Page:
Compartmentalized phosphodiesterase-2 activity blunts beta-adrenergic cardiac inotropy via an NO/cGMP-dependent pathway.
Mongillo M., Tocchetti CG., Terrin A., Lissandron V., Cheung Y-F., Dostmann WR., Pozzan T., Kass DA., Paolocci N., Houslay MD., Zaccolo M.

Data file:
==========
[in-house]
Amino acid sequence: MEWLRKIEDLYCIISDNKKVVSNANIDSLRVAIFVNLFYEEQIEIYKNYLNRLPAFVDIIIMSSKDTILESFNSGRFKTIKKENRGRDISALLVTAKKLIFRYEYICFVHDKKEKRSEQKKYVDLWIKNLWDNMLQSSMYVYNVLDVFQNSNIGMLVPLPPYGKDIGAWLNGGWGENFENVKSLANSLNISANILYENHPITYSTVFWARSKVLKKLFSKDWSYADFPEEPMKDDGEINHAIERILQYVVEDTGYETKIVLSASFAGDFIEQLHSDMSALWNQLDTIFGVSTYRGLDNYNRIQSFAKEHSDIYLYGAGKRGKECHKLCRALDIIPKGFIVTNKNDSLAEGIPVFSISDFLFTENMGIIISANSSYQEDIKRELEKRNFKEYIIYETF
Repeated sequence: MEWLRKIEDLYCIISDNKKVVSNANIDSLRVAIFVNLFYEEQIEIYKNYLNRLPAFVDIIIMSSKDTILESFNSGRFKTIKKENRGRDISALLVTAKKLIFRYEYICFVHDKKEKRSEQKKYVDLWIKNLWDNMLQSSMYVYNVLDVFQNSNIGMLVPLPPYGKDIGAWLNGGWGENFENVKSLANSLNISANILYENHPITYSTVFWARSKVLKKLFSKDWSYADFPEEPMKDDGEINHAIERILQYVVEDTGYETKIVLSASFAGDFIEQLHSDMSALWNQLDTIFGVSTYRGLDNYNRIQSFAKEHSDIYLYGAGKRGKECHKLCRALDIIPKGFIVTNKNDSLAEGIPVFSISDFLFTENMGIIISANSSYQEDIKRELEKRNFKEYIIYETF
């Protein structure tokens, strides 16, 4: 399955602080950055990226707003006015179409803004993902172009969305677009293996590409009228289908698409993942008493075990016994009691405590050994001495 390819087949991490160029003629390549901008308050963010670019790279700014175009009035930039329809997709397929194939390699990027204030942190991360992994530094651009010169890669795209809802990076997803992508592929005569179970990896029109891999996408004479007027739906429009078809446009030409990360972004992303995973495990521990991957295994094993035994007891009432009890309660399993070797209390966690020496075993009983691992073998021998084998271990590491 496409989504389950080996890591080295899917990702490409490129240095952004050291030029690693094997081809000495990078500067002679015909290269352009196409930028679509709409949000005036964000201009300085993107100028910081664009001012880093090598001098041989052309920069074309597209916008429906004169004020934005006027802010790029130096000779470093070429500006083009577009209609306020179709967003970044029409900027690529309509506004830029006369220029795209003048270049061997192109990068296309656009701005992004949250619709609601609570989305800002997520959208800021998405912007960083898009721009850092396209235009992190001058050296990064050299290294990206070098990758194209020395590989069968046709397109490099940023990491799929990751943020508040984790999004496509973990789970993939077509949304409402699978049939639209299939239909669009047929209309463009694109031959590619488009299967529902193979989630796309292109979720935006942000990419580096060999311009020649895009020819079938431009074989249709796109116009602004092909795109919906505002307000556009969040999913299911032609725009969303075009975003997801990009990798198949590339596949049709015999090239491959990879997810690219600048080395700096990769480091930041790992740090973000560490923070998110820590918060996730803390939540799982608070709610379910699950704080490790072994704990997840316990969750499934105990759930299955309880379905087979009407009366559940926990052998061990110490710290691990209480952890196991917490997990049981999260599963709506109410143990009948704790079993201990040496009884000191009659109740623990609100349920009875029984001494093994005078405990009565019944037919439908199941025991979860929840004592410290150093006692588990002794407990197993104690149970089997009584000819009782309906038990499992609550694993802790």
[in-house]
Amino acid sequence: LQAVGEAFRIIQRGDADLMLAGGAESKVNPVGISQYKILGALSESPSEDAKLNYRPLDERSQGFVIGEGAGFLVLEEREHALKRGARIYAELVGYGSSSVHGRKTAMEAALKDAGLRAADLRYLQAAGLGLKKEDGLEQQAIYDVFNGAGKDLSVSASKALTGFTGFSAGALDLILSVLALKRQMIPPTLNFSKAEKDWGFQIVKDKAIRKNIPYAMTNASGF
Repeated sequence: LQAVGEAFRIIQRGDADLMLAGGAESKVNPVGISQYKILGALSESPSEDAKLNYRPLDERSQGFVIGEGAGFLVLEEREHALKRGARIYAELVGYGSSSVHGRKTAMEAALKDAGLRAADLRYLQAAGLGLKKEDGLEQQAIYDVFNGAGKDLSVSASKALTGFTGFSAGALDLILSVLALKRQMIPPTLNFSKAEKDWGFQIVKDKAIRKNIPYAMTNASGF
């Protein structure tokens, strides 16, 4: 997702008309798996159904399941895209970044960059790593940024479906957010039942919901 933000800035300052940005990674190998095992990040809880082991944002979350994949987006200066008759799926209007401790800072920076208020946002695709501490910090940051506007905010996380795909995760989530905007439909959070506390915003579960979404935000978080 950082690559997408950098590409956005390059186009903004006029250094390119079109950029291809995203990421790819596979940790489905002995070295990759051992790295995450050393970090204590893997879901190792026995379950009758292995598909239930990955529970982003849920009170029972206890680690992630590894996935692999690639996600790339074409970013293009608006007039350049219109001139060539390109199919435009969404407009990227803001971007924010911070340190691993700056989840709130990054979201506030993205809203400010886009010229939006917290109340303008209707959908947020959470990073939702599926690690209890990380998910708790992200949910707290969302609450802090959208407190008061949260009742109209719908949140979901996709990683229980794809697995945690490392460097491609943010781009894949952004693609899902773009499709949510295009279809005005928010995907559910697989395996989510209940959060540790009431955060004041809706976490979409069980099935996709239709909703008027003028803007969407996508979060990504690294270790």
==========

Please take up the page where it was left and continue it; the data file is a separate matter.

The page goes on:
beta-Adrenergic signaling via cAMP generation and PKA activation mediates the positive inotropic effect of catecholamines on heart cells. Given the large diversity of protein kinase A targets within cardiac cells, a precisely regulated and confined activity of such signaling pathway is essential for specificity of response. Phosphodiesterases (PDEs) are the only route for degrading cAMP and are thus poised to regulate intracellular cAMP gradients. Their spatial confinement to discrete compartments and functional coupling to individual receptors provides an efficient way to control local [cAMP]i in a stimulus-specific manner. By performing real-time imaging of cyclic nucleotides in living ventriculocytes we identify a prominent role of PDE2 in selectively shaping the cAMP response to catecholamines via a pathway involving beta3-adrenergic receptors, NO generation and cGMP production. In cardiac myocytes, PDE2, being tightly coupled to the pool of adenylyl cyclases activated by beta-adrenergic receptor stimulation, coordinates cGMP and cAMP signaling in a novel feedback control loop of the beta-adrenergic pathway. In this, activation of beta3-adrenergic receptors counteracts cAMP generation obtained via stimulation of beta1/beta2-adrenoceptors. Our study illustrates the key role of compartmentalized PDE2 in the control of catecholamine-generated cAMP and furthers our understanding of localized cAMP signaling.